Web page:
University of Wisconsin–Milwaukee

Kathy Quirk

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Oct 19, 2011 
2011 in Review: Public Health dean named

Magda Peck
Magda Peck

The University of Wisconsin-Milwaukee (UWM) announced that Magda Peck will become the founding dean of the Joseph J. Zilber School of Public Health, effective March 1, 2012.

Peck, a nationally recognized expert in maternal and child health, comes to UWM from the University of Nebraska Medical Center in Omaha, where she is professor of pediatrics and public health and associate dean for community engagement and public health practice. Peck’s areas of expertise include preventive care and public health for women and children, and the translation of science into effective programs and policies.

“Dr. Peck brings to UWM and Milwaukee more than 20 years of experience in transforming research and data into action,” said UWM Chancellor Michael R. Lovell. “Her prior work at the local, state, national and international levels, particularly on issues impacting women and children, is an excellent fit with the public health needs of Milwaukee and Wisconsin.”

Peck serves as a member of the Select Panel on Preconception Care with the Centers for Disease Control and Prevention, helping shape national recommendations on the care of women before pregnancy. In addition, she serves on the Institute of Medicine’s Committee on Preventive Services for Women, and she is consulting with several urban communities on reducing infant mortality.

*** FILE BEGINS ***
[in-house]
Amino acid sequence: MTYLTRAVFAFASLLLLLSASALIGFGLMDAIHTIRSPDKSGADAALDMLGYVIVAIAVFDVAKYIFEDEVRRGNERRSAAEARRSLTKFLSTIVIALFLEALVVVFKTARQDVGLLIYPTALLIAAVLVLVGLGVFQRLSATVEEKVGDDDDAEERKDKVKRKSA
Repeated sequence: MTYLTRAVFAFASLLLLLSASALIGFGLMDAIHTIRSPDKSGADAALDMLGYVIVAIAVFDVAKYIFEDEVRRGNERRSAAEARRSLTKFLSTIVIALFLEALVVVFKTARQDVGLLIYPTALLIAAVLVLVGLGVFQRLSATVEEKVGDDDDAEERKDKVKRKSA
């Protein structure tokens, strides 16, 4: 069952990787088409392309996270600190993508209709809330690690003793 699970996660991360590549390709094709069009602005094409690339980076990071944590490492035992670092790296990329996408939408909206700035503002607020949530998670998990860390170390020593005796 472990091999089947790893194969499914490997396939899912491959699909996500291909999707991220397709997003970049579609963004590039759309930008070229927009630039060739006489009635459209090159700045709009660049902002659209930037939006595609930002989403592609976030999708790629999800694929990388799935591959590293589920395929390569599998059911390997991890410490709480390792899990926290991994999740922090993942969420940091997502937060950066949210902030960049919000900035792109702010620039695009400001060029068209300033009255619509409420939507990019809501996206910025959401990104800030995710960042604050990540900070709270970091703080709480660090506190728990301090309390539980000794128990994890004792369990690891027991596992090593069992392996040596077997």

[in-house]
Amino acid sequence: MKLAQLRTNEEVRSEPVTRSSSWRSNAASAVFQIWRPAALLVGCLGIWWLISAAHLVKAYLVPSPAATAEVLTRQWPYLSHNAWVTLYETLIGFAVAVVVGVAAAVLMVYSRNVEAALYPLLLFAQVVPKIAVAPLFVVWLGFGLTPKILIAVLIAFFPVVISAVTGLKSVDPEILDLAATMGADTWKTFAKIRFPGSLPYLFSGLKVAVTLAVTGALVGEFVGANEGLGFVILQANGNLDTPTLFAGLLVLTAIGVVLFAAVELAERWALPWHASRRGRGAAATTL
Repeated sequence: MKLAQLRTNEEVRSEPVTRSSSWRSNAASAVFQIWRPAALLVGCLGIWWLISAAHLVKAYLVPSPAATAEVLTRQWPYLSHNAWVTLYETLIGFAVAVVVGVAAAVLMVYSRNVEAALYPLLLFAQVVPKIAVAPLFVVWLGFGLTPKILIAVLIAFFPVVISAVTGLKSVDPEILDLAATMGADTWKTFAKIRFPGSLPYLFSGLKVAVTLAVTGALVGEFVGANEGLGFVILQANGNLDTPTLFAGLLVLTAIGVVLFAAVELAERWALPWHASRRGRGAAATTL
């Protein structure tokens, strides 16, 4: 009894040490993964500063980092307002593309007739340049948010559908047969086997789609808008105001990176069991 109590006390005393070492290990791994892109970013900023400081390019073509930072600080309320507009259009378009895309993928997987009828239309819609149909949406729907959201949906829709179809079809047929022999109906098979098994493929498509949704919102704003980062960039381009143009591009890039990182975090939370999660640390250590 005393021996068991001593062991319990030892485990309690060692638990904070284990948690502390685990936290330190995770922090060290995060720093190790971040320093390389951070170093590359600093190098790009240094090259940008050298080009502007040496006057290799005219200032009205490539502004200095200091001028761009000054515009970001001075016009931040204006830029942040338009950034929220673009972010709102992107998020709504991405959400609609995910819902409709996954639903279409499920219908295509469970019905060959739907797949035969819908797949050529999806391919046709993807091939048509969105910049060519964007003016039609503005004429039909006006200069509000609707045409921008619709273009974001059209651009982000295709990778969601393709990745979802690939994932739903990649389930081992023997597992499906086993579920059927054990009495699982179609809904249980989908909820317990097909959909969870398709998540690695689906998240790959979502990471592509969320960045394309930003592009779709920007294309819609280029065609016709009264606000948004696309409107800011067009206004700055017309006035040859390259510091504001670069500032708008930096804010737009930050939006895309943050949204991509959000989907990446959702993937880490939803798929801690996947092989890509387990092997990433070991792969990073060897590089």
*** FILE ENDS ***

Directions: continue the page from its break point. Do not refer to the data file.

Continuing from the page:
She is founding CEO and senior adviser of CityMatCH (, a national public health organization dedicated to improving the health and well being of women, children and families in urban communities.

Her proven record of working in partnership with other urban public health organizations also make her a good fit for UWM, Chancellor Lovell added. The Zilber School of Public Health works in partnership with a number of organizations, including the City of Milwaukee Health Department and the Medical College of Wisconsin. A key initiative of the school and its partners is reducing the infant mortality rate in Milwaukee.

As the lead for the Plaza Partnership, a National Institutes of Health-funded initiative focused on South Omaha's largely Latino population, she is creating a new model for academic-community research.

Peck is also a national leader in workforce and leadership development for the public's health.

Peck received her master’s and doctoral degrees (1983, 1986) from the Harvard School of Public Health, specializing in maternal and child health and child health policy. (See complete CV.)

The University of Wisconsin-Milwaukee Joseph J. Zilber School of Public Health conducts rigorous public health research and scholarship; educates the current and future public health workforce; and influences the development of strategies and policies that promote health among diverse populations.

The school currently has three academic programs (Master of Public Health, Graduate Certificate in Public Health and Ph.D. in Environmental and Occupational Health). The school, which was founded in 2009, has a thematic focus on social and environmental justice.